As the majors were struggling financially during the economic recession of 1969-71, and the New Hollywood independents were trying to secure a place in mainstream cinema, the independents in the low-budget, exploitation sector had been having an altogether different experience. Unlike the majors, who were still searching for their audience, these independents knew exactly which segment of the population their target audience was. For that reason, they continued successfully to supply youth audiences with cheap, generic product, exhibited primarily at the approximately 6,000 drive-in theatres of the country. As a matter of fact, conditions were so good for these independents that at a time when 20th Century-Fox was recording losses of $80 million in one year (1970),12 a small company like American International Pictures was enjoying its most successful year yet, with a profit of $632,000.13
AIP was not alone in feeling that these were good times for low-end independents. Crown Pictures, a distribution company that had been releasing a handful of low-budget films per year since the late 1950s, was ready to expand both in terms of distribution business volume and of producing its own films (after 1972).14 Roger Corman chose 1970 as the year to establish his own production/distribution organisation, New World Pictures, after his lengthy and particularly successful association with AIP. Only a year later, former New World Pictures employees Charles Swartz and Stephanie Rothman, and veteran independent producer Lawrence Woolner, established Dimension Pictures to compete directly with New World Pictures for the same market. Finally, after six years on the market 'for "special events" on college campuses', New Line Cinema established a national distribution apparatus in 1973 to release low-budget 'arty and freak' films.15
All these production/distribution companies were linked by several common characteristics. First - with the exception of AIP, which went public in 1970 - they were limited companies that were owned and run by their founders and not by a board of directors. Second, their operation and initial success was based on the distribution of a large quantity of cheap films which were designed to fill in the increasing number of available playdates in the nation's theatres, hardtop and drive-in.16 For instance, when in 1972 the seven majors released just 145 films, it was these independents who supplied the majority of the remaining of the 315 films released by US distributors that year,17 and therefore prevented the threat of product shortage from materialising.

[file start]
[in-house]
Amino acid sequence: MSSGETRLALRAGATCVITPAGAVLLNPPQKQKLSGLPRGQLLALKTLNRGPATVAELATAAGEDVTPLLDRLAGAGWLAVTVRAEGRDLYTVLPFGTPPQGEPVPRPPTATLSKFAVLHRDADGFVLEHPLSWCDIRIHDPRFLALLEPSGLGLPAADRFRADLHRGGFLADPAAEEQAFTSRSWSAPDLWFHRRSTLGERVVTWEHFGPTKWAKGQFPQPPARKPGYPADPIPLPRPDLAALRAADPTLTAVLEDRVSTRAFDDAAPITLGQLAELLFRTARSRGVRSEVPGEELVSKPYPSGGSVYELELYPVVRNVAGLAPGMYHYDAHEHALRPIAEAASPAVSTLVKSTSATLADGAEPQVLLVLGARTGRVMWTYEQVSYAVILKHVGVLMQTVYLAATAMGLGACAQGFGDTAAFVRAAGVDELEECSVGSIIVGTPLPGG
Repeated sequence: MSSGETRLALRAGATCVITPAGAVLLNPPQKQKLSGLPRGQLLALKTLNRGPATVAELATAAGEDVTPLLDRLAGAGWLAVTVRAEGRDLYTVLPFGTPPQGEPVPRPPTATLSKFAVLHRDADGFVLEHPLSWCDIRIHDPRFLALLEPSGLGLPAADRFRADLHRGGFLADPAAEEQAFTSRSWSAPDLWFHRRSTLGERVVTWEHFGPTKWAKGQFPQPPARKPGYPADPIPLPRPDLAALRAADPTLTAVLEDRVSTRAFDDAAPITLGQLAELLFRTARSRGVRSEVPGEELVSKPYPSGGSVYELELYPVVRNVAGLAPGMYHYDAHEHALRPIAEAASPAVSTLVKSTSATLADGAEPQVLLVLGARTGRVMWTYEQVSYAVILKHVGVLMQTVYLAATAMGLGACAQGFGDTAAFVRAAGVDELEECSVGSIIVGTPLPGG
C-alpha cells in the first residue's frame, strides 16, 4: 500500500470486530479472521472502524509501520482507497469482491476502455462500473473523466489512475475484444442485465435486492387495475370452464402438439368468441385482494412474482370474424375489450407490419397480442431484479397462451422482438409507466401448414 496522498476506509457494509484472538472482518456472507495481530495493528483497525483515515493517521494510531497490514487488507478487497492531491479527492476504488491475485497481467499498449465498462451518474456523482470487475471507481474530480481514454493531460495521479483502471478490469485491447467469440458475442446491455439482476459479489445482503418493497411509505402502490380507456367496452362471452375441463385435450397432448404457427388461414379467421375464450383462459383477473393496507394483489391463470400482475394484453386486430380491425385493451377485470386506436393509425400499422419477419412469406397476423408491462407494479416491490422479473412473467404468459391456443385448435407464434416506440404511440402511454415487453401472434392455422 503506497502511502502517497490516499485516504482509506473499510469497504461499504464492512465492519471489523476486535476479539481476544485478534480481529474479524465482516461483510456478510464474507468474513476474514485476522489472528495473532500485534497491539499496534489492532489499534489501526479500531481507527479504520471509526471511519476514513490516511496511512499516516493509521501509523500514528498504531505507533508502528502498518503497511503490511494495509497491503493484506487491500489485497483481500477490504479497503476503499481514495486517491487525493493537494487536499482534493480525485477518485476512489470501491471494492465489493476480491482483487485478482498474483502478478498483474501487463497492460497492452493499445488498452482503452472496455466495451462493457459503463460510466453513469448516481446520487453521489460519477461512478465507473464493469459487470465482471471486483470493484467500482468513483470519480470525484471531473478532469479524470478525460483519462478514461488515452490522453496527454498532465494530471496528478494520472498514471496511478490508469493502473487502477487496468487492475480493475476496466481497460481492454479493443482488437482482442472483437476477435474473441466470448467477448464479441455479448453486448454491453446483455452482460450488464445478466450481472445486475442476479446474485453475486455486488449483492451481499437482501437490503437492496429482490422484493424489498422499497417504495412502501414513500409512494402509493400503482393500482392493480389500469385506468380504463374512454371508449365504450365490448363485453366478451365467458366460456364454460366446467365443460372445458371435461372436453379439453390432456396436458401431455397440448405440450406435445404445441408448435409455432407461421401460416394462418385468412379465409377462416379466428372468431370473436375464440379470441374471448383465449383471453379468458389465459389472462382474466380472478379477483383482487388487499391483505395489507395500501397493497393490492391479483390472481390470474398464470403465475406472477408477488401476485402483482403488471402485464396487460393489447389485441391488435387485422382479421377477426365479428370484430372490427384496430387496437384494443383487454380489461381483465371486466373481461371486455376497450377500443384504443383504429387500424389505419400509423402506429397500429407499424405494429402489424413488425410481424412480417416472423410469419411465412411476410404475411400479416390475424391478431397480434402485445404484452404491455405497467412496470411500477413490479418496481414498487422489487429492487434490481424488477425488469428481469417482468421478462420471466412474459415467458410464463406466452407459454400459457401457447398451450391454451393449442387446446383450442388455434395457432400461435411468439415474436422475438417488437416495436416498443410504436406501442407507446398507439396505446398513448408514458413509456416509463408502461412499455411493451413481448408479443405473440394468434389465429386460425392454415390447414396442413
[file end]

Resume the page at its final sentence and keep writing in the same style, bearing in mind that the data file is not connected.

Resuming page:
Third, their films tended to exploit the new freedom in representation of sex and violence made possible by the changes in the ratings system in 1968. According to Ed Lowry, who wrote specifically on Dimension Pictures, films from such independents belonged almost exclusively to mostly 'R-rated sub-genres (the softcore nurse/teacher/stewardess film, the women's prison picture, the graphic/erotic horror movie, the imported kung-fu actioner, and the whole range of blaxploitation).'18 Compare for instance the taglines from one film each from AIP, NWP, Dimension and Crown, released in 1972. The differences seem to lie only in the inspiration of the marketing departments, as can be seen in Table 6.1.
Independent Cinema in the Age of the Conglomerates Table 6.1 Taglines from exploitation films of the early 1970s
American International Pick Up on 101
'Anybody's back seat will do so long as he's going her way'
'The mouth to mouth they give is not CPR!' 'She made plowboys into playboys'
'She forced her husband's son to commit the ultimate sin!'
New World Pictures Private Duty Nurses (Armitage)
Dimension Pictures Sweet Georgia (Boles)
Crown International The Stepmother (Avedis)